What’s the impact of this project “Forgiveness” in your life? Or how do you apply forgiveness in your personal life these days?
I am still no better at forgiving than the average guy. There are things that lock me in the past that happened decades ago, some wrongs I did, and others that were done to me. I can say that this project has given me a greater vocabulary to be aware of how these events function inside me, and how they hold me back from living an authentic life. In this sense, I am more engaged in a process of forgiveness than I was before beginning the project.
In “Forgiveness” you have played characters which they never had a chance to finish their stories and explain themselves to either their lovers or child. In the real life, such misunderstandings, where they come from? Is it related to the background of the person, Family roots or their culture? What you think?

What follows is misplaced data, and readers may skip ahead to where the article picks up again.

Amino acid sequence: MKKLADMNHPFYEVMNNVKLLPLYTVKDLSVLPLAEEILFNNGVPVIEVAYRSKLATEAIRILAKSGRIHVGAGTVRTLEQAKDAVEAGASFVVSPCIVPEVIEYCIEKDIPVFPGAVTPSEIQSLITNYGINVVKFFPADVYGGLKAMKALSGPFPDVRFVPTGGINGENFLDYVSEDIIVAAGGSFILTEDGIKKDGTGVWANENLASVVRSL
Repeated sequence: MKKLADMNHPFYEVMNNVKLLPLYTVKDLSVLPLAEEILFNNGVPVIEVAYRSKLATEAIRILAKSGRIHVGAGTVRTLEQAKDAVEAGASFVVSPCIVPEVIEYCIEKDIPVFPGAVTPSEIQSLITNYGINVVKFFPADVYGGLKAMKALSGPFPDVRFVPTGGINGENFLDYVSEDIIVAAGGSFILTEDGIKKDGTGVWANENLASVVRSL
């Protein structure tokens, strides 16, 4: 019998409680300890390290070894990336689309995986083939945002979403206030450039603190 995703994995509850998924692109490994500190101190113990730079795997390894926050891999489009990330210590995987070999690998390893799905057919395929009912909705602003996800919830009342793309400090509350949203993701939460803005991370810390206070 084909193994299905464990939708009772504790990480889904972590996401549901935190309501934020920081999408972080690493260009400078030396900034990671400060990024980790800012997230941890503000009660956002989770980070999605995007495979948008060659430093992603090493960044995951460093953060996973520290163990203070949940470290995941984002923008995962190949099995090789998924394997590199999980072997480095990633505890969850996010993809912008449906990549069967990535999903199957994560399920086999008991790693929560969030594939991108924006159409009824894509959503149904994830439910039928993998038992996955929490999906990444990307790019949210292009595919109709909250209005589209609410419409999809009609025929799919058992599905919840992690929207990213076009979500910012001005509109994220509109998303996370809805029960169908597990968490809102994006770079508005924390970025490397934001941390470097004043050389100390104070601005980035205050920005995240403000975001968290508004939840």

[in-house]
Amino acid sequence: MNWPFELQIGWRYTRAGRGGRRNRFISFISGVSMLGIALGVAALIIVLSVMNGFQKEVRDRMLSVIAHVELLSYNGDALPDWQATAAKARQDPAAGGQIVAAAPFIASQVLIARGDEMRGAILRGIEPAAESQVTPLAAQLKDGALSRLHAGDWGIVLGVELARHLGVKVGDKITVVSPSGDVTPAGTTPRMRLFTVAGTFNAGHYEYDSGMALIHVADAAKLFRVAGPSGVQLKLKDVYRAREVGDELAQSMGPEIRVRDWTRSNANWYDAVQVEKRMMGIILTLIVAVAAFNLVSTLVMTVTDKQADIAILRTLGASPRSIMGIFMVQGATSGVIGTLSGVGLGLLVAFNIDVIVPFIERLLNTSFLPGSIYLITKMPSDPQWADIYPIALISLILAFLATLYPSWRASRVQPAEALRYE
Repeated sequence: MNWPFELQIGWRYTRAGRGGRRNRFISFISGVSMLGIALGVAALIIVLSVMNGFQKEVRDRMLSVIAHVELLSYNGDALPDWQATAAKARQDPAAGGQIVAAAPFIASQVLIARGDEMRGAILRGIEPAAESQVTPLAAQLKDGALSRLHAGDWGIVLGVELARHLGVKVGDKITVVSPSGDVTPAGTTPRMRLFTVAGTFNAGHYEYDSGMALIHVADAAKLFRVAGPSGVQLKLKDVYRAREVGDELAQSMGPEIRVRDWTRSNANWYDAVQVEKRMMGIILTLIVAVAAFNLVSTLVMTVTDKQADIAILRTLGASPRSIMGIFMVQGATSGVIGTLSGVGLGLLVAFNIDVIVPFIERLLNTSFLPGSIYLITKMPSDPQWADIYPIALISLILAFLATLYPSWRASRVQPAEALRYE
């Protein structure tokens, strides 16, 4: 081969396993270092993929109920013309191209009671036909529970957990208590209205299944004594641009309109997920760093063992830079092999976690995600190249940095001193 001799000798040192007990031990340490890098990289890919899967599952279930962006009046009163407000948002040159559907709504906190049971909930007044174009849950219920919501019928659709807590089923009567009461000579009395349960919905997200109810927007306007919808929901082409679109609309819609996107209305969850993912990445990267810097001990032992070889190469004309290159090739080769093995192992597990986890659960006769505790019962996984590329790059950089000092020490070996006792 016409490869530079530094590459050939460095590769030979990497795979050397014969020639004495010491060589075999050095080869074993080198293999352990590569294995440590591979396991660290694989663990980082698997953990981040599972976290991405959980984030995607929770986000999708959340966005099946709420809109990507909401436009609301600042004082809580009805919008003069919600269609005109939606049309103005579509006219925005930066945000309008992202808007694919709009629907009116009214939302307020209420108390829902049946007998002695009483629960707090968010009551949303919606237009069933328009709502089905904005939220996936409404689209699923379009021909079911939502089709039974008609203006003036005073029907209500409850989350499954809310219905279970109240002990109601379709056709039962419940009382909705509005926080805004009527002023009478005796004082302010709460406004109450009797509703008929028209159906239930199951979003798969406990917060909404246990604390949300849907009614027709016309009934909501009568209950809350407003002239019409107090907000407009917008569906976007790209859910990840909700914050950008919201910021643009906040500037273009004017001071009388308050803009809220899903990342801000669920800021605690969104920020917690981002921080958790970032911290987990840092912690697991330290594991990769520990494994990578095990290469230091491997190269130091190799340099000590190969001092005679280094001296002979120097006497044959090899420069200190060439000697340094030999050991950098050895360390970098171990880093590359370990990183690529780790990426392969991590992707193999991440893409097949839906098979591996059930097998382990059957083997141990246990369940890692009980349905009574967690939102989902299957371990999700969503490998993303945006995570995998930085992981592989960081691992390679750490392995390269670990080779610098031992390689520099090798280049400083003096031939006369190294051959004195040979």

One of life’s greatest recurrent tragedies for me is unexpressed emotions, narratives that remain trapped inside us, not being able to say what we need to say in our hearts in order to allow forgiveness to happen for ourselves or for others. In the writing that I contributed to the piece, it was important for me to share with the audience this thought. This also relates to the concept of confession in the play— “to give up the secrets that haunt us”. It takes enormous courage for us to be truthful in our lives with ourselves and with others. There is no relationship to personality, family or culture for me. This is a shared human experience, the challenge and responsibility of being an animal with a sense of ‘Me’, the only one for the moment that exists in the universe who is creating so much pain and so much beauty simultaneously out of the experience of consciousness.From Micro Perspective to Macro Perspective\ iInterview with Jannik Elkær